Another benefit to be aware of when considering the pros and cons of cloth diapers is that with cloth diapers, you have unique options that you just don’t get with disposable diapers.

  • Need more absorbency? Double up on the cloth insert, or use a thin super absorbent hemp doubler.
  • On the go and can’t check baby’s diaper often? Use a fleece liner to help keep baby’s skin dry.
  • At home, soft natural fiber can be all there is next to your baby’s skin.
  • A cloth diaper cover (no insert) can double up as a swim diaper, too. (It actually works much better than a disposable swim diaper.)

#6 Easier and earlier potty training

This is another major benefit of cloth diapers over disposables that seems to be working for most kids.

Cloth-diapered kids often potty train earlier because they’re aware of the discomfort as wetness happens. Unlike disposable diapers where moisture is wicked and locked away, the immediate feedback of wetness helps kids connect the dots faster.

Image of cloth diapers and disposable diapers. Text overlay - Pros & cons of using cloth diapers (vs. disposables).

#7 Solid waste goes where it’s supposed to

Here’s the thing: the solid content of ANY diaper – cloth or disposable – is supposed to be flushed down the toilet. In reality, this hardly ever happens with disposable diapers. How many people do you know that actually dump the poop from a disposable diaper into the toilet?

When cloth diapers are used, there is no way around it and the vast majority of solid waste gets properly treated instead of sitting in a landfill where it creates a potential health disaster by contributing to land and water pollution.

#8 Reliability

You know the annoying blowouts that happen way too often in disposable diapers? The kind that comes up the neck and ruins the cutest outfits and never really washes out?

Hands down, cloth diapers win over disposables in their ability to contain poop. This is another major benefit of cloth diapers that I noticed immediately with my exclusively breastfed infant.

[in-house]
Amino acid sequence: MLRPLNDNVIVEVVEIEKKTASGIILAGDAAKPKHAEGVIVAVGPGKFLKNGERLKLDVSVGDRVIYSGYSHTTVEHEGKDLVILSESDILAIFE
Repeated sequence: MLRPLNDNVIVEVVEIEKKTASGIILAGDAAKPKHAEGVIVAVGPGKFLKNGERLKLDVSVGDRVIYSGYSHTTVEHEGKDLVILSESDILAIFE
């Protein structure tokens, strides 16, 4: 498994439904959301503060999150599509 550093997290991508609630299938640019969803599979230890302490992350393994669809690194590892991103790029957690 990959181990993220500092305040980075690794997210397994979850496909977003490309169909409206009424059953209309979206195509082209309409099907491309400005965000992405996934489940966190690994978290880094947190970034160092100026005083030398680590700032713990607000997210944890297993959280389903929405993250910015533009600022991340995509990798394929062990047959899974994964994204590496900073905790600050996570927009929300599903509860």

#9 Using cloth diapers helps spread the word

I can’t even recall the number of times I’d been asked, “Is that a cloth diaper? How cute!”

When you use cloth diapers, you ultimately help promote awareness and conversation on this topic. It’s easier for parents to give cloth diapering a try if they see others happily using cloth.

These are the main benefits of cloth diapers and a few areas where I personally think cloth beats disposables. But because we’re discussing both pros and cons of cloth diapers in this article, let’s talk about the disadvantages of cloth diapers as well.

Disadvantages of cloth diapers

#1 Cloth diapers aren’t convenient

Let’s be real – cloth diapers aren’t very convenient. In fact, cloth diapers might seem like the most inconvenient product made in the world of parenthood.

  • Learning to use cloth diapers may take some practice.
  • Most daycares don’t accept babies in cloth diapers.
  • Cloth diapers need to be changed more frequently than disposables.
  • When you change a cloth diaper outside of your home, you’ll need to carry the soiled diaper with you.
  • You are dealing with poop. A lot.
  • You need to wash the diapers regularly.

This is the cold hard truth about using cloth diapers. They ARE more work, and there is no denying it.

#2 Cloth diapers aren’t as absorbent

Unless you use a liner that wicks moisture away from baby’s skin, you’ll need to check and change cloth diapers much more often than you would with a disposable diaper.